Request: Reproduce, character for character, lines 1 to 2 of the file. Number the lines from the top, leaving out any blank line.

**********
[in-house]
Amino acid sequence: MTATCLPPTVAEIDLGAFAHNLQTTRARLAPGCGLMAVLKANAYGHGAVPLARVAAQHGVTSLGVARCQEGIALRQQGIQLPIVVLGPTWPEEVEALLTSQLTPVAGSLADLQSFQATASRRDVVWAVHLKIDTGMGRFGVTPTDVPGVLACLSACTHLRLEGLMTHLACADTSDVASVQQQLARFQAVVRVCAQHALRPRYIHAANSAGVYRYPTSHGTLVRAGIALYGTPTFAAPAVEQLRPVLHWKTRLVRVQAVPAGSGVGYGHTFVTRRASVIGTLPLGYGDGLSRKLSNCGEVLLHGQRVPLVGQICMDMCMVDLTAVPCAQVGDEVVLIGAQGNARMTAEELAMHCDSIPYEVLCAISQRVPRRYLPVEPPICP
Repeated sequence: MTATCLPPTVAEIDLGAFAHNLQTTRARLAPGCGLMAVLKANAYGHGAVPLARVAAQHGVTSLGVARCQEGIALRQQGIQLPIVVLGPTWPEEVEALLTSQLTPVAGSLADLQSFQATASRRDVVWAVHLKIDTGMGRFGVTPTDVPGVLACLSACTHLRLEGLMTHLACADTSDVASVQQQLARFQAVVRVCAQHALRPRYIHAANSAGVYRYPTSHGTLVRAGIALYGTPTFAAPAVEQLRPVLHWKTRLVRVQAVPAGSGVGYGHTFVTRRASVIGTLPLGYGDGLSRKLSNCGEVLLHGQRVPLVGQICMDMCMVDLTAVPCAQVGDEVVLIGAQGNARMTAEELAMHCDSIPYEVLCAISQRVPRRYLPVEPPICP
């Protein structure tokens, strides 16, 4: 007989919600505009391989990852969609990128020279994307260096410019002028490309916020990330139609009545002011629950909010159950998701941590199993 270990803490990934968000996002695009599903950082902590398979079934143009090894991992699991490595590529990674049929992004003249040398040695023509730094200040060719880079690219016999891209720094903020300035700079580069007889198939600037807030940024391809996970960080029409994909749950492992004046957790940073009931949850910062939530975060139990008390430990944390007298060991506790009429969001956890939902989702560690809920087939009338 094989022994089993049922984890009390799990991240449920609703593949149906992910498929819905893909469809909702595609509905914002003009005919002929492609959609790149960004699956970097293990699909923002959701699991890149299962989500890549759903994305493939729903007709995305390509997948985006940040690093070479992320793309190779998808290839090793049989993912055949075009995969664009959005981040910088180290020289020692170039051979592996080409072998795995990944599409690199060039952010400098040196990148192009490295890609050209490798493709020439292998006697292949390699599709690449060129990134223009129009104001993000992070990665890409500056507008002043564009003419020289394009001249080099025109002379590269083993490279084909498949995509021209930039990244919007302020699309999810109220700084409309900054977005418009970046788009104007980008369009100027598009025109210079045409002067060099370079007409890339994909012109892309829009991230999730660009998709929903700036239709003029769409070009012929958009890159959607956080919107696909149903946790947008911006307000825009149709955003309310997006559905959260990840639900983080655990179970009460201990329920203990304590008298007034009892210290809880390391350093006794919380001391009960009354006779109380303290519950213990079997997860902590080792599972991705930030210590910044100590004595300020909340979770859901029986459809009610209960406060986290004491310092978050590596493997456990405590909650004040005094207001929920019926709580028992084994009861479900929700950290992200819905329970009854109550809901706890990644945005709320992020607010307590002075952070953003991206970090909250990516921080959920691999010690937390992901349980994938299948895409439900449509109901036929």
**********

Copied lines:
[in-house]
Amino acid sequence: MTATCLPPTVAEIDLGAFAHNLQTTRARLAPGCGLMAVLKANAYGHGAVPLARVAAQHGVTSLGVARCQEGIALRQQGIQLPIVVLGPTWPEEVEALLTSQLTPVAGSLADLQSFQATASRRDVVWAVHLKIDTGMGRFGVTPTDVPGVLACLSACTHLRLEGLMTHLACADTSDVASVQQQLARFQAVVRVCAQHALRPRYIHAANSAGVYRYPTSHGTLVRAGIALYGTPTFAAPAVEQLRPVLHWKTRLVRVQAVPAGSGVGYGHTFVTRRASVIGTLPLGYGDGLSRKLSNCGEVLLHGQRVPLVGQICMDMCMVDLTAVPCAQVGDEVVLIGAQGNARMTAEELAMHCDSIPYEVLCAISQRVPRRYLPVEPPICP